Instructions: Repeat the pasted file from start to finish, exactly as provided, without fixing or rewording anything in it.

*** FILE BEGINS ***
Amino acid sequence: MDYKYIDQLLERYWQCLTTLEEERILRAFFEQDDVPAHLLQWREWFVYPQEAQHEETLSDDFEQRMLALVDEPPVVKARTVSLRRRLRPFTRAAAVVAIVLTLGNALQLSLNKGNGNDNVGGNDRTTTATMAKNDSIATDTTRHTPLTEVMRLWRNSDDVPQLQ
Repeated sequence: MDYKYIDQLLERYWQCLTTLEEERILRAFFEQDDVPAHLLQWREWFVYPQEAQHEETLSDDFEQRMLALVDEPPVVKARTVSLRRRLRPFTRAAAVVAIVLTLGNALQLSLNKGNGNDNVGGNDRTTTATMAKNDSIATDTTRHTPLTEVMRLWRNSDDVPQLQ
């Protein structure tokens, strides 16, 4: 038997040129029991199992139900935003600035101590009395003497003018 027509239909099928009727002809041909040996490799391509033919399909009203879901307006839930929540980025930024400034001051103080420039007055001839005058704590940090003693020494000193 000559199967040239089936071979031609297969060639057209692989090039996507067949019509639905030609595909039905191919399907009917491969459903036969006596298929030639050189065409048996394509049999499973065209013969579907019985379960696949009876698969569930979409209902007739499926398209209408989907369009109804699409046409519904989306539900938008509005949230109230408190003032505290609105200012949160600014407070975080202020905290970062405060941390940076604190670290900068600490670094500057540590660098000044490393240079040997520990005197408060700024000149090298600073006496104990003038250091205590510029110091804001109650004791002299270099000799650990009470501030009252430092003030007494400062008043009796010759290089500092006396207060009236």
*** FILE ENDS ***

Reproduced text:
Amino acid sequence: MDYKYIDQLLERYWQCLTTLEEERILRAFFEQDDVPAHLLQWREWFVYPQEAQHEETLSDDFEQRMLALVDEPPVVKARTVSLRRRLRPFTRAAAVVAIVLTLGNALQLSLNKGNGNDNVGGNDRTTTATMAKNDSIATDTTRHTPLTEVMRLWRNSDDVPQLQ
Repeated sequence: MDYKYIDQLLERYWQCLTTLEEERILRAFFEQDDVPAHLLQWREWFVYPQEAQHEETLSDDFEQRMLALVDEPPVVKARTVSLRRRLRPFTRAAAVVAIVLTLGNALQLSLNKGNGNDNVGGNDRTTTATMAKNDSIATDTTRHTPLTEVMRLWRNSDDVPQLQ
């Protein structure tokens, strides 16, 4: 038997040129029991199992139900935003600035101590009395003497003018 027509239909099928009727002809041909040996490799391509033919399909009203879901307006839930929540980025930024400034001051103080420039007055001839005058704590940090003693020494000193 000559199967040239089936071979031609297969060639057209692989090039996507067949019509639905030609595909039905191919399907009917491969459903036969006596298929030639050189065409048996394509049999499973065209013969579907019985379960696949009876698969569930979409209902007739499926398209209408989907369009109804699409046409519904989306539900938008509005949230109230408190003032505290609105200012949160600014407070975080202020905290970062405060941390940076604190670290900068600490670094500057540590660098000044490393240079040997520990005197408060700024000149090298600073006496104990003038250091205590510029110091804001109650004791002299270099000799650990009470501030009252430092003030007494400062008043009796010759290089500092006396207060009236």